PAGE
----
3. Start a babysitting Co-op

Do you have a group of friends or family members you trust who not only have young kids, but also a similar parenting style? Look into starting a babysitting co-op, where members get hours credited to and debited from their account based on shared babysitting duties. Did you watch your and your neighbors two children for 3 hours? You get those credited to your account. If a friend from church babysits your children for 4 hours the next week, you are now at -1 hours, meaning you must babysit for at least two hours before you can ask another member of the co-op to babysit for you. This may sound a little too strict, and if it does, the great thing about co-ops is that you can create your own rules and barter system. These groups are becoming more and more popular, and there are dozens of sites like Baby Center and Sitting Around that help walk through the process of how to start one of your own.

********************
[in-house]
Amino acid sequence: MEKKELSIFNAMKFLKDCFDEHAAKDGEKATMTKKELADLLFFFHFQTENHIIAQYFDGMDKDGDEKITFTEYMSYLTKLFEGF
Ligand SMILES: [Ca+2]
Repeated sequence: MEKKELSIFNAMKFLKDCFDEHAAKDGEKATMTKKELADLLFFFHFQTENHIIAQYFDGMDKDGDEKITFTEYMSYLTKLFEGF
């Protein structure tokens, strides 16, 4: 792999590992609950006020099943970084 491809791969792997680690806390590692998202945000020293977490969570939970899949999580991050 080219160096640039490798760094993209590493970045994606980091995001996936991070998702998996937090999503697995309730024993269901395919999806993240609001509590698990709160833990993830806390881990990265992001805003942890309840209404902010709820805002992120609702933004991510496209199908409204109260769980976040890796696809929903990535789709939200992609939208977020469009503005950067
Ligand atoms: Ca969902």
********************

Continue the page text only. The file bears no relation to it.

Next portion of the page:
4. Have multiple children? Consider a nanny or an Au Pair

If your childcare provider doesn't provide a multi-child discount, research the potential cost benefits of hiring a nanny or an au pair. While it may sound like something reserved only for the bourgeoisie, the costs of having more than one child in daycare/private school can sometimes make the cost of a nanny more attractive in comparison. Even if the costs are the same, there may be additional benefits to hosting someone in your home (decreased commuting costs to and from childcare, help with other household chores, etc.) that should also be considered. Concerned about your applicants' qualifications? There are a number of services such as Care.com or the International Au Pair Association that can help vet candidates so that you feel comfortable with who you're letting into your home.